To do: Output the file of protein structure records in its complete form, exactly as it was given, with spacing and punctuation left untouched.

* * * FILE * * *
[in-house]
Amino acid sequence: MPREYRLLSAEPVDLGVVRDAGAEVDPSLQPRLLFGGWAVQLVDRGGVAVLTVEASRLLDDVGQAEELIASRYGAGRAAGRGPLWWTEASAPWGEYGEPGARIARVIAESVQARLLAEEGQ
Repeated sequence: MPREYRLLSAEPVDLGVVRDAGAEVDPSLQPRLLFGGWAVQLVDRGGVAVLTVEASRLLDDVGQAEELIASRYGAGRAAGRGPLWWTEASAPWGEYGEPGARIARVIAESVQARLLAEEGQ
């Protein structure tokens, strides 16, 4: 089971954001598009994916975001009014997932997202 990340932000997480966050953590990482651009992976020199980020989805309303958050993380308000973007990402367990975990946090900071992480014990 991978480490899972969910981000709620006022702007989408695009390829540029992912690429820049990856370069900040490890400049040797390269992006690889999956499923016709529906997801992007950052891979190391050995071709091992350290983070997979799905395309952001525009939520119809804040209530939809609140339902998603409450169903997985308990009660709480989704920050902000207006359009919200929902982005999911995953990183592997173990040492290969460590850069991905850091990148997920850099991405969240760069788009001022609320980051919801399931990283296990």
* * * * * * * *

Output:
[in-house]
Amino acid sequence: MPREYRLLSAEPVDLGVVRDAGAEVDPSLQPRLLFGGWAVQLVDRGGVAVLTVEASRLLDDVGQAEELIASRYGAGRAAGRGPLWWTEASAPWGEYGEPGARIARVIAESVQARLLAEEGQ
Repeated sequence: MPREYRLLSAEPVDLGVVRDAGAEVDPSLQPRLLFGGWAVQLVDRGGVAVLTVEASRLLDDVGQAEELIASRYGAGRAAGRGPLWWTEASAPWGEYGEPGARIARVIAESVQARLLAEEGQ
């Protein structure tokens, strides 16, 4: 089971954001598009994916975001009014997932997202 990340932000997480966050953590990482651009992976020199980020989805309303958050993380308000973007990402367990975990946090900071992480014990 991978480490899972969910981000709620006022702007989408695009390829540029992912690429820049990856370069900040490890400049040797390269992006690889999956499923016709529906997801992007950052891979190391050995071709091992350290983070997979799905395309952001525009939520119809804040209530939809609140339902998603409450169903997985308990009660709480989704920050902000207006359009919200929902982005999911995953990183592997173990040492290969460590850069991905850091990148997920850099991405969240760069788009001022609320980051919801399931990283296990």